Spartans embody everything that is good about Football

Spartans nearly achieved the improbable. Standing on the brink of becoming the first non-league side to progress to the quarter-finals of the Scottish Cup in nearly fifty years, it was difficult not to become immersed in the story of this year’s competition.

The fact they ultimately felt short of that feat should by no means undermine their run to the fifth round, a road along which they’d already seen off two league sides before a date with Berwick Rangers.

Cup run aside, Spartans as a football club embody everything good about football. A small, but vocal fan base, and a community club with a commitment to its academy and one that stays true to its roots.

What’s not to like? In a day and age, where if anything football clubs are moving away from their very lifeblood, the supporters, it’s pleasing to see Spartans rallying around one another as they progressed on an unlikely journey this season.

Their 1-0 defeat at Shielfield Park to Berwick Rangers may have ended this latest chapter for the side who call north Edinburgh home, but it is perhaps the beginning of an even bigger story for the Lowland Leaguers.

Just seven years ago, the Ainslie Park outfit were shortlisted as a potential replacement for Gretna in the Scottish Football League alongside Preston Athletic and Annan Athletic. The place went to the latter.

Yet, there is hope that the self-dubbed ‘Spartan Army’ won’t have to wait too much longer before they’re welcoming the likes of Berwick’s-ilk to Pilton for Scottish Football League fixtures.

In many respects the infrastructure is largely already in place. While on average they attract between 100-150 supporters to home fixtures, the original tie with Berwick attracted a bumper gate of 2500, while around 1000 travelling Spartans supporters made the trip in the replay.

The makings of a sustainable fan base are there, and their tidy Ainslie Park stadium, with its cosy looking seated stand and its plastic pitch, already have the look of a side determined to make that step up.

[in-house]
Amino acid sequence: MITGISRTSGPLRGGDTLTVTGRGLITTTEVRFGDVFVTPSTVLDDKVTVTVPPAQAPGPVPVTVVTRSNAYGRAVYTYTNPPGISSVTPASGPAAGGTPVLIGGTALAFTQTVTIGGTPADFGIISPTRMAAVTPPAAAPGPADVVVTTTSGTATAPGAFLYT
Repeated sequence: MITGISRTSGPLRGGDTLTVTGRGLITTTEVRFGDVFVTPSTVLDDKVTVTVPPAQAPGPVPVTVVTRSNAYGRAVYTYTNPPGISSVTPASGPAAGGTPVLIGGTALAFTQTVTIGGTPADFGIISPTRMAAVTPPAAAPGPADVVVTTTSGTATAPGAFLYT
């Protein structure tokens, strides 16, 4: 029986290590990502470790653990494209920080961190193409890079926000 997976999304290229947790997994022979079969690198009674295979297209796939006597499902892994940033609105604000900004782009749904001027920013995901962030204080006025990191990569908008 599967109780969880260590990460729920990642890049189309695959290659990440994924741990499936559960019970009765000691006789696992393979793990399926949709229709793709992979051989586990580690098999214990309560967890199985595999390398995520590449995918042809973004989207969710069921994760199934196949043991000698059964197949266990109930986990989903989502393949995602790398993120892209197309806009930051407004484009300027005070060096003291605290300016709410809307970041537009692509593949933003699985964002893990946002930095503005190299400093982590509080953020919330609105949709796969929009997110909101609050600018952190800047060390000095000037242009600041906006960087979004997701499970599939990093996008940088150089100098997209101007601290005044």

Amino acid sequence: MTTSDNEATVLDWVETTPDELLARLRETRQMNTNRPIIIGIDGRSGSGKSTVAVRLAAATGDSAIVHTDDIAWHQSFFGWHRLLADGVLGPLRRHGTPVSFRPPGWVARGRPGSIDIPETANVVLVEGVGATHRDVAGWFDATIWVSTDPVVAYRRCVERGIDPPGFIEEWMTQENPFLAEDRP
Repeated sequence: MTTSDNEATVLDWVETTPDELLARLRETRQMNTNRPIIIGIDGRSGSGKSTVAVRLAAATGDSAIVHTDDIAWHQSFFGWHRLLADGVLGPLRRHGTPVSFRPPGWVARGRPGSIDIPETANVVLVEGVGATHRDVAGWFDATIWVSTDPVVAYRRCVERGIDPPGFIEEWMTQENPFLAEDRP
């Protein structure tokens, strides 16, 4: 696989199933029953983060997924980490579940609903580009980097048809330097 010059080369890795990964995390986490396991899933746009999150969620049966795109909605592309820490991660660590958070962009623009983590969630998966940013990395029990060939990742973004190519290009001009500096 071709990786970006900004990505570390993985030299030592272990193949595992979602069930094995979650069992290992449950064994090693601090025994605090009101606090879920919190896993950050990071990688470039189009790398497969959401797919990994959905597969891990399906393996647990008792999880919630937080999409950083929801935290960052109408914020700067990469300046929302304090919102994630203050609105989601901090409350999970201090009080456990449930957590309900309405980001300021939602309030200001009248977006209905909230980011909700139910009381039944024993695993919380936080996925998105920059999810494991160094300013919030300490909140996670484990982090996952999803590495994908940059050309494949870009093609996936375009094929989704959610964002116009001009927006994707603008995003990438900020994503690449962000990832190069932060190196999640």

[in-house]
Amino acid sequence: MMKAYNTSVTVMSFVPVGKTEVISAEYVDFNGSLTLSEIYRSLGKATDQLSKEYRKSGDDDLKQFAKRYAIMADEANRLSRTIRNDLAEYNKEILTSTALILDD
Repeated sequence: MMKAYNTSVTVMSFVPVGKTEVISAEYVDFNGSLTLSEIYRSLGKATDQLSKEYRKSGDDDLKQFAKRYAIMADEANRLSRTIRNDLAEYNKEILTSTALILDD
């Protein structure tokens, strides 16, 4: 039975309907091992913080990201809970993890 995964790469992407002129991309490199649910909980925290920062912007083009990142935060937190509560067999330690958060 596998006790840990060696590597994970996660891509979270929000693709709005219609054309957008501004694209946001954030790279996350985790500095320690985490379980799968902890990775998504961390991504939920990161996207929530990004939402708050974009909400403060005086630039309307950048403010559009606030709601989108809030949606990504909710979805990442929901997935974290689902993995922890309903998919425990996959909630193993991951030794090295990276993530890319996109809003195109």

Dougie Samuel’s side’s Scottish Cup exploits have garnered a fair share of media attention, and rightly so. While Heart of Midlothian, Hibernian and Edinburgh Rugby may ordinarily dominate the back pages, it was particularly pleasing to see Spartans get the exposure that every non-league side dreams of, and in fact deserves.

Above all, their sensational run to the fifth round of the competition exposed the drama and the quality of non-league football to a wider audience, much like a ‘giant-killing’ does south of the border in the FA Cup.

Two victories over league opposition had them on the cusp of history. A 2-0 home win over Barry Ferguson’s Clyde, before a come from behind 2-1 win against even higher opposition in League One Morton showed just what Spartans were made of. So when Colin Cameron and his Berwick side rolled into town on 7 February, expectations were high and the excitement was palpable.

The fascinating thing about these sorts of cup ties is that it’s a win-win scenario in many ways for the underdog. Lose, and while disappointment will undoubtedly be felt, you will still be commended for how far you’d come. Win, and you’d have shocked everybody.